Certain Class Funds are closed to new purchases and switches for registered plans, except for existing systematic transactions. Certain other Class Funds are not recommended for registered plan investors and registered plan investors should consider the trust fund equivalent for these Class Funds instead. Registered plan investors should also be aware that certain Class Funds may, from time to time bear an income tax expense which will reduce returns. Please read the fund facts for further details.
Commissions, trailing commissions, management fees, brokerage fees and expenses may be associated with investments in mutual funds and ETFs. Please read the mutual fund or ETF’s prospectus, which contains detailed investment information, before investing. The indicated rates of return are historical annual compounded total returns for the period indicated including changes in unit value and reinvestment of distributions. The indicated rates of return do not take into account sales, redemption, distribution or option charges or income taxes payable by any unitholder that would have reduced returns. Mutual funds and ETFs are not guaranteed. Their values change frequently. Past performance may not be repeated. If you buy other series of Fidelity funds, the performance will vary largely due to different fees and expenses.
Investors who buy Series F pay investment management fees and expenses to Fidelity. Investors will also pay their dealer a fee for financial advice services in addition to the Series F fees charged by Fidelity.
Standard deviation is a statistical measure of how much a return varies over an extended period of time. The more variable the returns, the larger the standard deviation. Investors may examine historical standard deviation in conjunction with historical returns to decide whether an investment's volatility would have been acceptable given the returns it would have produced. A higher standard deviation indicates a wider dispersion of past returns and thus greater historical volatility. Standard deviation does not indicate how an investment actually performed, but it does indicate the volatility of its returns over time. Standard deviation is annualized. The returns used for this calculation are not load-adjusted. Standard deviation does not predict the future volatility of a fund.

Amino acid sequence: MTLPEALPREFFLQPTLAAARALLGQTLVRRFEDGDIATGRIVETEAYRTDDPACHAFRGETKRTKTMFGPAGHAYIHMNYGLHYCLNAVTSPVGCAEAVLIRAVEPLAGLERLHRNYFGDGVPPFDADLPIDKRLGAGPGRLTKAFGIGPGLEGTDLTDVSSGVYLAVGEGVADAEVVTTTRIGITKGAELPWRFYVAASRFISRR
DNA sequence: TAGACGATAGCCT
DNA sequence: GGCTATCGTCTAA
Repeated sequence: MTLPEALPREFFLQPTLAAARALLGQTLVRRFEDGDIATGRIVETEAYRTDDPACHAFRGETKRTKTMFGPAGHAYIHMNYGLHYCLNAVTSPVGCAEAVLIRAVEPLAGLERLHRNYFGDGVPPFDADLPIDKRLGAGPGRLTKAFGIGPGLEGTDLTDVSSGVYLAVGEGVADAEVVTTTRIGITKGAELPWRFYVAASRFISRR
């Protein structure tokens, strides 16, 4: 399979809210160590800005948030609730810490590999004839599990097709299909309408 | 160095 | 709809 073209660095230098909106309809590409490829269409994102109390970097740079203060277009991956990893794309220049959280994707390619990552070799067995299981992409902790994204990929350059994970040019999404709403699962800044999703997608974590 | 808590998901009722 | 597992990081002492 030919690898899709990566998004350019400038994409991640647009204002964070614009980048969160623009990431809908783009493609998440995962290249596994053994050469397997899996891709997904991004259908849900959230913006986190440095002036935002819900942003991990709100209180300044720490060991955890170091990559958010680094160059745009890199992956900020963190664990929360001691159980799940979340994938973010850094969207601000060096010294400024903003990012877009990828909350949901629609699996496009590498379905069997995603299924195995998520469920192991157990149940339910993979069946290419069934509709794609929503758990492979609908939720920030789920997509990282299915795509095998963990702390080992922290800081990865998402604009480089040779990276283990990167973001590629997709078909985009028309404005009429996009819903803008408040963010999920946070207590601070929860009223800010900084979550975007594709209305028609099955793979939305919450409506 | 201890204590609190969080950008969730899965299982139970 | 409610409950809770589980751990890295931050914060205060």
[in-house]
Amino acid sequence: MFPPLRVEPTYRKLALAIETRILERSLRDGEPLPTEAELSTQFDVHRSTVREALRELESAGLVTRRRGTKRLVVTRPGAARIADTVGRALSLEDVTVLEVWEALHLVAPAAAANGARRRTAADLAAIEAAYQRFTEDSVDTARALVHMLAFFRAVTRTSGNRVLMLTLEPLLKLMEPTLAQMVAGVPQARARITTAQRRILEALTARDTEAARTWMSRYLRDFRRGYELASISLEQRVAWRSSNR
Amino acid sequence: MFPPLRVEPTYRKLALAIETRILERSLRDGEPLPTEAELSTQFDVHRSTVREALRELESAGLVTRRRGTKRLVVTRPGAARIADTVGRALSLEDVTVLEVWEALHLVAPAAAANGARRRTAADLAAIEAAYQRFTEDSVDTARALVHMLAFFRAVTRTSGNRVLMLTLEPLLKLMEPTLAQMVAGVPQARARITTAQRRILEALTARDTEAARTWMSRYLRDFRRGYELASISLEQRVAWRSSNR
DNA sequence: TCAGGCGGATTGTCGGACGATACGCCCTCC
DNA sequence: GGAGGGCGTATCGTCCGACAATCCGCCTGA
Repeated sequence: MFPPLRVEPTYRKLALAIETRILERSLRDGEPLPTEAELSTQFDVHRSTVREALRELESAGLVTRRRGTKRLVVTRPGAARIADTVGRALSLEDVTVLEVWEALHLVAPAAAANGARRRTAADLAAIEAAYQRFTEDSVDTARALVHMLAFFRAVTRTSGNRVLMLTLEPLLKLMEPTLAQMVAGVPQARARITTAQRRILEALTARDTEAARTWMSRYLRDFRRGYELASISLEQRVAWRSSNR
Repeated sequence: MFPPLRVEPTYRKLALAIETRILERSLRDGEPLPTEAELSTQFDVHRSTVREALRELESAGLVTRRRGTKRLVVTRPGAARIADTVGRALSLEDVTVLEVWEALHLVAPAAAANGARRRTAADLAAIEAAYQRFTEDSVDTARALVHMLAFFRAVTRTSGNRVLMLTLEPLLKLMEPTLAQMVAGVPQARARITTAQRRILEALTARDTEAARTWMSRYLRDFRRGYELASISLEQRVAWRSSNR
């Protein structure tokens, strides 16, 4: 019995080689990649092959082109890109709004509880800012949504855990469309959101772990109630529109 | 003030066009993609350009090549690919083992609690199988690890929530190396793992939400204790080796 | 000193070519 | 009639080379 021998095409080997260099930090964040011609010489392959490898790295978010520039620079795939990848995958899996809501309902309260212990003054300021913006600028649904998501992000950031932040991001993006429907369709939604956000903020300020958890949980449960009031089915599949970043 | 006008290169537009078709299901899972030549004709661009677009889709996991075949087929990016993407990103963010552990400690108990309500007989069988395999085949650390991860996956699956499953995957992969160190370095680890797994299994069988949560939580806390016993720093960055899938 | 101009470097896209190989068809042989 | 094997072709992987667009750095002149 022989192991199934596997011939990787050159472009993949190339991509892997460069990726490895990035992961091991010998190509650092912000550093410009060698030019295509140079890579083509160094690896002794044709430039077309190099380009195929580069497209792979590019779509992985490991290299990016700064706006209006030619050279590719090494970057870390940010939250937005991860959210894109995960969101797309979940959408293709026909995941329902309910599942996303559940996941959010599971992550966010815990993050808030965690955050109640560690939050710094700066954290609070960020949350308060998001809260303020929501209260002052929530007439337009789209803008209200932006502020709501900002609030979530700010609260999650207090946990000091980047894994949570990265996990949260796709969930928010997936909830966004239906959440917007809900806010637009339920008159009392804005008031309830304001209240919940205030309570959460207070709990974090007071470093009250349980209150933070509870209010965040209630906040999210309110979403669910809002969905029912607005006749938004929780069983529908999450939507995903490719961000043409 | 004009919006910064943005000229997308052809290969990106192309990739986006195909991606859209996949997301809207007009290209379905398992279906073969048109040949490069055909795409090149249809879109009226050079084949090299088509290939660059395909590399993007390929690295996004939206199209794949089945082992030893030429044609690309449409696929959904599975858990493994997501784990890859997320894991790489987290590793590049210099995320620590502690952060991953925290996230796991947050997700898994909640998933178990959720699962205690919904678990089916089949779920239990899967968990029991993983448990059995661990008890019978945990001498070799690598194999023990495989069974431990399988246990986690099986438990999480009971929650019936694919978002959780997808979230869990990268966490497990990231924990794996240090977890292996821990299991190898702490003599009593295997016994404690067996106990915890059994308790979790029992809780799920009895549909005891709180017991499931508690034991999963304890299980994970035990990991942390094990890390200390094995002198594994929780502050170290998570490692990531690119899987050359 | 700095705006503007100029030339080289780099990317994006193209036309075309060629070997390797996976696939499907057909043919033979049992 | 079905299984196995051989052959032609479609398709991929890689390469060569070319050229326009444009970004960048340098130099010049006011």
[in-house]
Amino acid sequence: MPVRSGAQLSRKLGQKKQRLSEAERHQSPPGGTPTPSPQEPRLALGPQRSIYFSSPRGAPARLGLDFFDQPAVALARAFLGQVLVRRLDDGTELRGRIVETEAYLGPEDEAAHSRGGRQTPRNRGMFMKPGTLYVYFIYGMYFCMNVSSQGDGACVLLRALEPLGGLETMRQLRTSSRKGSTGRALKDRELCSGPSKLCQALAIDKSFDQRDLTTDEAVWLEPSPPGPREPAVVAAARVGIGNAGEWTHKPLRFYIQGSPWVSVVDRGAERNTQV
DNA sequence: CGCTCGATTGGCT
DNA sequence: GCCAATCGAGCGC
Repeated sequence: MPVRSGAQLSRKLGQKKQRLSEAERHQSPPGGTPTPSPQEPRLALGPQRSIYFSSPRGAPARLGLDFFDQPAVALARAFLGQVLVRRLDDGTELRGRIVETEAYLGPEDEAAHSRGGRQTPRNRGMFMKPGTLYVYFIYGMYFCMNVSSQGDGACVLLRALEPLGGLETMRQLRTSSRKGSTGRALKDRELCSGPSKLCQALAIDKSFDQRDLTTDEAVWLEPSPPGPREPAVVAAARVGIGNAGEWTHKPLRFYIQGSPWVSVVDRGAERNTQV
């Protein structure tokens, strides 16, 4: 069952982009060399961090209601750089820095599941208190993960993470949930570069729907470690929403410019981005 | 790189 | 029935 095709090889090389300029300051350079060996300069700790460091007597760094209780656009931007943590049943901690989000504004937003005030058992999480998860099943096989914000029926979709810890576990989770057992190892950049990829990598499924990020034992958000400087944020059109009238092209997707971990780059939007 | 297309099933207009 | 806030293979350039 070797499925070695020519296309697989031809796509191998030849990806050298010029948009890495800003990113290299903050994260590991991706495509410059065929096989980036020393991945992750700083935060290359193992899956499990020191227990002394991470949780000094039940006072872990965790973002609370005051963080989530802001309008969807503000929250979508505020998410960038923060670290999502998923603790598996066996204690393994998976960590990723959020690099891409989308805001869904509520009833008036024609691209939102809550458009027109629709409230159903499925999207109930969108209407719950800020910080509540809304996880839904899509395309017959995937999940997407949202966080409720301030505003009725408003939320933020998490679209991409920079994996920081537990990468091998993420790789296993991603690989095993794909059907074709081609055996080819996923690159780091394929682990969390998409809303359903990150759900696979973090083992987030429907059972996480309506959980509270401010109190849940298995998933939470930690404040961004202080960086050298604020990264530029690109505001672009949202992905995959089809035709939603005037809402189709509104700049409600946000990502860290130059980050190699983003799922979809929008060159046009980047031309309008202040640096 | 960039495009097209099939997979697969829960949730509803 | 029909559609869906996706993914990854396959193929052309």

The investment risk level indicated is required to be determined in accordance with the Canadian Securities Administrators standardized risk classification methodology, which is based on the historical volatility of a fund, as measured by the ten-year annualized standard deviation of the returns of the fund. Standard deviation is used to quantify the historical dispersion of returns around the average returns over a recent ten-year period.
Currency neutrals funds use derivatives to mitigate the fund’s exposure to changes in exchange rates between developed market currencies and the Canadian dollar. The investment approach used by the funds, while effective in reducing exchange rate risk, will not completely eliminate the impact of currency fluctuations. The funds’ returns will differ from the local currency returns of its underlying funds.